FEBRILE CONVULSIONS IN CHILDREN: RELATIONSHIP OF FAMILY HISTORY TO TYPE OF CONVULSIONS AND AGE AT PRESENTATION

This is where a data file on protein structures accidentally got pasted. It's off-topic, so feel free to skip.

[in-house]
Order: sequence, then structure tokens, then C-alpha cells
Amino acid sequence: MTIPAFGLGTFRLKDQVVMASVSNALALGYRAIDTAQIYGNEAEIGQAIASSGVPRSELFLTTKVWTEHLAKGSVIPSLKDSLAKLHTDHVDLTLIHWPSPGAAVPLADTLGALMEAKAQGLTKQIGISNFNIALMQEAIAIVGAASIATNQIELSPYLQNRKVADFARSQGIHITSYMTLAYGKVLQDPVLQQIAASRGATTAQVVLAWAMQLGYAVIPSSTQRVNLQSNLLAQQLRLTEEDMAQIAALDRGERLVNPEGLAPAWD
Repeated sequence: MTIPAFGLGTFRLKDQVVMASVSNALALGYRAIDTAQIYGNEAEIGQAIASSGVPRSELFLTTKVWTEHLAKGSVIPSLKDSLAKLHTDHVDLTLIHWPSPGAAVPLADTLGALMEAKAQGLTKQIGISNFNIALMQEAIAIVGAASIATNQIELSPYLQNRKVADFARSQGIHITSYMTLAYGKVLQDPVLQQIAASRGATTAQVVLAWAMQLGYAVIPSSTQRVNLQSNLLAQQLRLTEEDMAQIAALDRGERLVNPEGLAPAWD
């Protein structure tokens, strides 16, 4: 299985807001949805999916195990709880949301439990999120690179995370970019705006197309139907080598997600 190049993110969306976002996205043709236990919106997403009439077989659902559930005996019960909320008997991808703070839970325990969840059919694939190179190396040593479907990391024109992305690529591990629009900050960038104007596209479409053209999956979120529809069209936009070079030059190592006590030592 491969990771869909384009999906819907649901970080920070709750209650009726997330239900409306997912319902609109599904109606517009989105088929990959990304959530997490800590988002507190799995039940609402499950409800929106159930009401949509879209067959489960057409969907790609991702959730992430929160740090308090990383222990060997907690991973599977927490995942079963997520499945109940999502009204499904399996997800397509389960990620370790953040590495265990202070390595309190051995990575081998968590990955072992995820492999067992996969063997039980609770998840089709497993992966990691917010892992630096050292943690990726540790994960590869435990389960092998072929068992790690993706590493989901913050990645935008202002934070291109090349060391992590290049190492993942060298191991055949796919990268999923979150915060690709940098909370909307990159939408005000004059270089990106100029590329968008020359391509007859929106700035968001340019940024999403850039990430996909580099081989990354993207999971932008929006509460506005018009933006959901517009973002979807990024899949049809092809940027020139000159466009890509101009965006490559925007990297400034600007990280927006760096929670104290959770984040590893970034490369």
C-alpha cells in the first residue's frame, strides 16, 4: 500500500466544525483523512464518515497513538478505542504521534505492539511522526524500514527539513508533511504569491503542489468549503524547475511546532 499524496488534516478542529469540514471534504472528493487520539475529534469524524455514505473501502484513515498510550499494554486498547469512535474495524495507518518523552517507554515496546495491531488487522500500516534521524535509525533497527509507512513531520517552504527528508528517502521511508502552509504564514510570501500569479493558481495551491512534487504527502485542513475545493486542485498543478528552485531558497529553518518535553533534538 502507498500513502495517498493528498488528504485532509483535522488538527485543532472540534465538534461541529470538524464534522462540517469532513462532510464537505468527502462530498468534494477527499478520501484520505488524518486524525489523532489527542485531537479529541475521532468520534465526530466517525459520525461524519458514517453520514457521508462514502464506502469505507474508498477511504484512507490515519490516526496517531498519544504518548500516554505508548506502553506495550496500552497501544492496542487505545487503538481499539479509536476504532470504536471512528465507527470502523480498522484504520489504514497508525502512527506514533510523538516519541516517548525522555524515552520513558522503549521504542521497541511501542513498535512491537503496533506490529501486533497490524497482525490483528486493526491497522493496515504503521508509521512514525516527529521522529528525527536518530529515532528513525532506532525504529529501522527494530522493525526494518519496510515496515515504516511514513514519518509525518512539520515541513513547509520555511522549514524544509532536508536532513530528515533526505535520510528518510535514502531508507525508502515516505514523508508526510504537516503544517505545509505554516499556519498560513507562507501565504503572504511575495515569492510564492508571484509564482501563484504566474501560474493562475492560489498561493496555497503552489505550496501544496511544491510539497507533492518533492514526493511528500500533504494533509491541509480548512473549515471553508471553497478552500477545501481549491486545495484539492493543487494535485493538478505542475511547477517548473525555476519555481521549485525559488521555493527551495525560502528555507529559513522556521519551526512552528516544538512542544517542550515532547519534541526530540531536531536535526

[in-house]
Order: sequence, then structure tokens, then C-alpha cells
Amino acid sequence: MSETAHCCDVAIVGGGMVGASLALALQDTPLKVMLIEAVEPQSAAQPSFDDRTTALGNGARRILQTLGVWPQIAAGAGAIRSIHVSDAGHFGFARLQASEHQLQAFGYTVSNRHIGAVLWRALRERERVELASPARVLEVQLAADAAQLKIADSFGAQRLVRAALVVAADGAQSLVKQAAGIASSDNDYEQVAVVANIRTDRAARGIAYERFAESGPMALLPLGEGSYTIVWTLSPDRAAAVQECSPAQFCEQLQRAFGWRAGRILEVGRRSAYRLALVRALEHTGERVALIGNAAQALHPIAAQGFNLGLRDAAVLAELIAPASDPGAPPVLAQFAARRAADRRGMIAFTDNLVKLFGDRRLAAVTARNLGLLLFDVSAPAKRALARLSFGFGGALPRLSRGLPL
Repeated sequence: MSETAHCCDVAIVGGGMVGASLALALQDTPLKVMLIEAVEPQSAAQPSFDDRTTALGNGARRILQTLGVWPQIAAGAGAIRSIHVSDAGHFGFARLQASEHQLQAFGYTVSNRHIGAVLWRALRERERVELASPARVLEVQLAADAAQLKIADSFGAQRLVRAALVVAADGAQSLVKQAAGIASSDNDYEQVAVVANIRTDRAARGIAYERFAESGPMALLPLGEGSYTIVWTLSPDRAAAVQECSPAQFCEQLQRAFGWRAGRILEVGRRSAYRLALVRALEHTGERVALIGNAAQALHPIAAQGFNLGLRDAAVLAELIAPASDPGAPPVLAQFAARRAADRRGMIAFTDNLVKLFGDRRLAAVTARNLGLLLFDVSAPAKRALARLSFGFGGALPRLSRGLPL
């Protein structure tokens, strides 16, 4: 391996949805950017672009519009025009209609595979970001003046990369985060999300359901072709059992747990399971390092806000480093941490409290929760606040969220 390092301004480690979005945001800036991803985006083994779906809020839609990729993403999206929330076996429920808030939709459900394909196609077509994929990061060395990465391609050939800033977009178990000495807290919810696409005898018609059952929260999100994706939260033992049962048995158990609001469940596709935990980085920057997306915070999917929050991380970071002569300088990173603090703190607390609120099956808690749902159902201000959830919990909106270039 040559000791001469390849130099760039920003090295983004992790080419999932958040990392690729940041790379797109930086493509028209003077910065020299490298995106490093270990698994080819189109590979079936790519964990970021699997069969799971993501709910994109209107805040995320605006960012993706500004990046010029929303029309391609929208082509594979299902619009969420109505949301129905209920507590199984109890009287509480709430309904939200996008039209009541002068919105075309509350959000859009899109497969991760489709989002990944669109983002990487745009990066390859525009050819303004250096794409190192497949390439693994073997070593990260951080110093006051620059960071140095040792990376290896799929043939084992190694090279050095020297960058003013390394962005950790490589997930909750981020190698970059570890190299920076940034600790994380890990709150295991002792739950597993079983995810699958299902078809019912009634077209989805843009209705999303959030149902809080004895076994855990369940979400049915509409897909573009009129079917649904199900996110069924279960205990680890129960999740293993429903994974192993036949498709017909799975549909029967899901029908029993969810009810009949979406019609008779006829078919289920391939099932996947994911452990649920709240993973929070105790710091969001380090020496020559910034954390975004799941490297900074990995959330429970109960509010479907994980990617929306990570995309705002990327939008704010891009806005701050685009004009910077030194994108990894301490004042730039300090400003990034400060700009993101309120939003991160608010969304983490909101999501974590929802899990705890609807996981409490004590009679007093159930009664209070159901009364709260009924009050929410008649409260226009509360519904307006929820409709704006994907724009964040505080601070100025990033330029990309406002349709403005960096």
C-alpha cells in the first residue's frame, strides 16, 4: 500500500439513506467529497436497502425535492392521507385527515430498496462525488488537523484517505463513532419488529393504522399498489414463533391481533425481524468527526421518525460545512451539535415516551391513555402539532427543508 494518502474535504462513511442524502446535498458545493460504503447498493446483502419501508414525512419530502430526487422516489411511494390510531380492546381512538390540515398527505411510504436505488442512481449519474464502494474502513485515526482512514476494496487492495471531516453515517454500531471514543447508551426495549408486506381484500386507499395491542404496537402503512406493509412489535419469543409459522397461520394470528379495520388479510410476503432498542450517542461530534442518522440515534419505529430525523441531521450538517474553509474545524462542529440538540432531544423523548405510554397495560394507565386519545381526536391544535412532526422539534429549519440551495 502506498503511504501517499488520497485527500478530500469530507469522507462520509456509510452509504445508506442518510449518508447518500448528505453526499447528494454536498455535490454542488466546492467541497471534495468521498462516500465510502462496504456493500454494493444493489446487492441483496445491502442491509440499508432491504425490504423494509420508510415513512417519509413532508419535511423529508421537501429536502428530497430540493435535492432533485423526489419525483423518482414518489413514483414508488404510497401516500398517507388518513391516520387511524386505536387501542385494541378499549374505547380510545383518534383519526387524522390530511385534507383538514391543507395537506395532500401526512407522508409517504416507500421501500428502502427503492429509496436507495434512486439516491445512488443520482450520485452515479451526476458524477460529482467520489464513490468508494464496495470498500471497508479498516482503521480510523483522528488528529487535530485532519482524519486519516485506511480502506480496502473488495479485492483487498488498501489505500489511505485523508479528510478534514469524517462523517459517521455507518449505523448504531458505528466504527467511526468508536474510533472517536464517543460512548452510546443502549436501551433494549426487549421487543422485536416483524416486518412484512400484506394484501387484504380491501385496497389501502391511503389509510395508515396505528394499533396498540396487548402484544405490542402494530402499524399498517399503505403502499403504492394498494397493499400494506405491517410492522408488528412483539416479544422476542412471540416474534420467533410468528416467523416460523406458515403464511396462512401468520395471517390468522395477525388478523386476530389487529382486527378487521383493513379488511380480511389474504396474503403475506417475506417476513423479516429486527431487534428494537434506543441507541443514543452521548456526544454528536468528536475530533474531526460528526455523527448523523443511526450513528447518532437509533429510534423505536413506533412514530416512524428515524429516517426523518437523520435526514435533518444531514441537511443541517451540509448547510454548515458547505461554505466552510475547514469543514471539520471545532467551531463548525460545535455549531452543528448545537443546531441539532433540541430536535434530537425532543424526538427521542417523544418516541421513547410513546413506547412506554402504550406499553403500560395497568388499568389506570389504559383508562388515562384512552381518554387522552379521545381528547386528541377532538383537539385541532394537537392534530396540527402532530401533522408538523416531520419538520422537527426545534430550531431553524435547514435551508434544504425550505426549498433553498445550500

AbstractBackground: Febrile Convulsions are the commonest cause of convulsions in children under five years of age. Present study was conducted to know relationship of positive family history of convulsions to the type of febrile convulsions and age of presentation. Methods: This study was carried out in the Department of Paediatrics, Hayat Shaheed Teaching Hospital Peshawar from June 1999 to June 2000. Data of all children with febrile convulsions were recorded on special proforma. Convulsions were labelled as febrile by excluding infections of central nervous system in developmentally normal children on the basis of history, examination and relevant laboratory investigations. Results: In 30% children there was positive family history of febrile convulsions and febrile convulsions occurred at earlier age in these children. Febrile convulsions were complex in 35% of cases and out of these there was positive family history of convulsions in 29% of children. As a whole 44% of children had first febrile convulsions below 12 months of age and 56% above 12 months of age. Conclusion: Majority of febrile convulsions occurred in first two years of life. Initial febrile convulsions of simple type are more common in children with positive family history of convulsions, in whom first febrile convulsions tend to occur at earlier age. Further, complex febrile convulsions are more common when age at presentation is less than 12 months.
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